THERE were a few weeks in July when members of the Yuna Farm Improvement Group (YFIG) thought their annual spring field walk would be a non-event.
The season was looking distinctly on edge, having been clobbered by a once-in-a-century wind event, however this was followed by season-saving rain which soaked the district with falls of more than 100 millimetres.
In the words of YFIG president Brady Green "it has been a remarkable recovery for the district".
And walking among the more than 100 farmers who attended last week's spring field walk, comments still persisted at the resultant bumper crops on show, including "unbelievable", "astounding", "mind-blowing" and "bloody miracle".
Now all eyes are on the weather with hopes for 10-20mm of rain this month and a soft, cool finish.
But last week was a time for reflection and the YFIG committee nailed it with an interactive program that encouraged its members to openly discuss issues with researchers and industry specialists.
Farm walks were the order of the day, with plenty of subjects raised including at the National Variety Trial site where the AH wheat variety Scepter was described as "king" and in the next breath "without a replacement".
The good news for local growers assessing crop varieties for their district, was the flexibility of varieties being trialled offering early and late sowing windows.
The general opinion was in the Yuna district the demand was for quicker-growing varieties that enabled a knockdown before early sowing.
One new AH variety, LRPB Havoc, was described as four days quicker than Mace in germination with a risk of it taking off and setting grain fast.
The risk, of course, in a rain-limited district such as Yuna, is that moisture in the key.
The same applies to Scepter which can handle late breaks because it's a quick germinating variety.
Vixen, another AH variety, was discussed as another option with a Korac-type maturity.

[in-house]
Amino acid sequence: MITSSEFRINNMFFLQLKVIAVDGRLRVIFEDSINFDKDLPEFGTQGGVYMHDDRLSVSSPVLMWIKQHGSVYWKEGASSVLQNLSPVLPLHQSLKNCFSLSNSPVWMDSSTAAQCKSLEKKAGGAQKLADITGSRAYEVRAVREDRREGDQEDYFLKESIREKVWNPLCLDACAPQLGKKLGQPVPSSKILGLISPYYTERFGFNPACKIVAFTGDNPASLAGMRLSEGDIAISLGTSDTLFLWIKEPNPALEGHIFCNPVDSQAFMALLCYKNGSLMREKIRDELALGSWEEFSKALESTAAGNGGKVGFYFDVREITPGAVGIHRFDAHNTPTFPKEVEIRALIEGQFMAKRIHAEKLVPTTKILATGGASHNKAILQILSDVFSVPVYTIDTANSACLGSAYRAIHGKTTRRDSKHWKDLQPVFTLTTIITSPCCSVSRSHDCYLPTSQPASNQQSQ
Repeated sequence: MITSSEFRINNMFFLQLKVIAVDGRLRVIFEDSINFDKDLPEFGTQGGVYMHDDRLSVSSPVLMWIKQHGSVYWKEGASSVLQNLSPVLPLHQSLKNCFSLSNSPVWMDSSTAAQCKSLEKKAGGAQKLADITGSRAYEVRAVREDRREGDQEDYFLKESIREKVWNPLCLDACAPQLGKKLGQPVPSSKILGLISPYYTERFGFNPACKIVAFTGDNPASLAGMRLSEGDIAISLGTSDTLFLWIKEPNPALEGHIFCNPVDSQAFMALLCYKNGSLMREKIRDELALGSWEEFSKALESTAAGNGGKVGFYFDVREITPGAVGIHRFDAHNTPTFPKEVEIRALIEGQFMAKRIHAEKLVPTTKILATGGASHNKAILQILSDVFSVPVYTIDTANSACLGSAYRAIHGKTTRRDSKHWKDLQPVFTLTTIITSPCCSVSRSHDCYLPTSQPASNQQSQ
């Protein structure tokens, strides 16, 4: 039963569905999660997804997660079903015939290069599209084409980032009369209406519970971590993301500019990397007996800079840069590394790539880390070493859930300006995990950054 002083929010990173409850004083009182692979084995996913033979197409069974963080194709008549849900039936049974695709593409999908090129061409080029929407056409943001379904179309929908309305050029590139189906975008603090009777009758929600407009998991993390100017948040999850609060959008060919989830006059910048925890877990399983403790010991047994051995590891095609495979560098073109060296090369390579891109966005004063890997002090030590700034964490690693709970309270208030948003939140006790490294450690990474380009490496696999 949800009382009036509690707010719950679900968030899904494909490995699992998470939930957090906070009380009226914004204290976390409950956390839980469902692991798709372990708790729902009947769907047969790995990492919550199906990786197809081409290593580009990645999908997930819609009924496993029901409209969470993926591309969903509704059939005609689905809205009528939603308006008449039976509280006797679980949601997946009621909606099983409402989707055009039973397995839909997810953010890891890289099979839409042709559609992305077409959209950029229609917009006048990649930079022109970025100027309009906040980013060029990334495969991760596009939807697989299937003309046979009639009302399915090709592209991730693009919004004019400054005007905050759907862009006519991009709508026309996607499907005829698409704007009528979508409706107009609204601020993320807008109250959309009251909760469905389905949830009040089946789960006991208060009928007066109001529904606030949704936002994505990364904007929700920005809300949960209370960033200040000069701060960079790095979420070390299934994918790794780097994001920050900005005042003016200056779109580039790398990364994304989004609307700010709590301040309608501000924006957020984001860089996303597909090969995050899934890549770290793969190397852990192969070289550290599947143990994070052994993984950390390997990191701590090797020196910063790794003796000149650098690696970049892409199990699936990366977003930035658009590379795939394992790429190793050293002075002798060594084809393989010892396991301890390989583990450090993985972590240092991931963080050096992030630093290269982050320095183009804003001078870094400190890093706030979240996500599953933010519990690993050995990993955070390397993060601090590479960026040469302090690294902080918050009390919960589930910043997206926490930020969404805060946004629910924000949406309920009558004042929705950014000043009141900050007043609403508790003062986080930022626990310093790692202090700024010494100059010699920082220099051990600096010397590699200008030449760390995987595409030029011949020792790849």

It is ideally suited to mid-May planting and over the past two years has been the top yields in NVT trials with Rock Star.
A new AH variety option, Hammer, is being bulked this year with seed available for the 2021 sowing season.
Other varieties discussed included Chief, an APW variety as a mid to late maturing option and Denison, a longer season APW variety which can be sown in mid-April.
A question by a plant breeder representative as to who might be still growing AH variety Emu Rock met with a mute response from farmers and it was onto the next variety trial.
Farmers were told noodle variety Calingiri was due to be downgraded to Feed in two years and a possible replacement IGW 8139 was seen in the trials.
Another noodle variety, Kinsei, was seen as a good potential for the Japanese Udon noodle market.
There was a brief discussion on some farmers reverting to Zen noodle variety, while others were sticking to Ninja.
Another noodle variety in the trials was Devil, a mid-spring AH and AHN wheat with similar yields to Scepter.
In the light of China's trade sanctions it was inevitable there would be little interest in barley trials though some farmers said they still grew Spartacus to bale for straw.
A Spartacus replacement, Maximus with a four to five per cent yield increase and improved disease tolerance is being assessed for Malt and may be accredited in March 2021 - seed is available.
There also are varieties with a Compass background that will be available on a limited sale basis in 2021 for Feed to get the varieties into the market.
Breeders are eying the Malt grade with some of these varieties.
Another variety, Buff, might make Malt accreditation in March 2022.
It will be a Feed category next year.
On the canola front, independent Geraldton agronomist Bill Gordon said many growers were "playing around" with Clearfield varieties.
Several varieties inspected included 540XC and CT580 TT.
"I think 580CT is the first Clearfield variety for flexibility," Mr Gordon said.
"But with cereals it's normal for a two-year break from canola in the Clearfield system.
"The new Chief wheat variety is brilliant for controlling brome grass and wild oats but there are plant back issues because of the Clearfield chemistry (of imidazolinones).
Department of Primary Industry and Development (DPIRD) entomologist Dusty Svertson there were a few issues emerging with native budworm in cereals and canola.
"This is the third year in a row we've seen them in cereals and the fact they flew in so early this year is a worry," Mr Svertson said.
"There are high numbers being recorded in the northern region and they are moving south, posing a threat to chickpeas, canola and cereals, especially wheat.
"We're expecting a new wave coming through about now laying eggs on radish and if they get sprayed they climb onto wheat.
"Armyworm is still out and about in Carnarvon which makes us nervous.
"They are a tropical species but they can attack pulses and canola so watch out for that."
On Russian wheat aphids, Mr Severtson said DPIRD had 70 traps in operation throughout the Wheatbelt, with 40 in the northern region.
"So far all have had zero counts and fortunately we've got the chemistries to handle them."
Other trials looked at new chemical strategies for resistance ryegrass and radish in wheat and lupins and grass herbicides in wheat, barley and canola.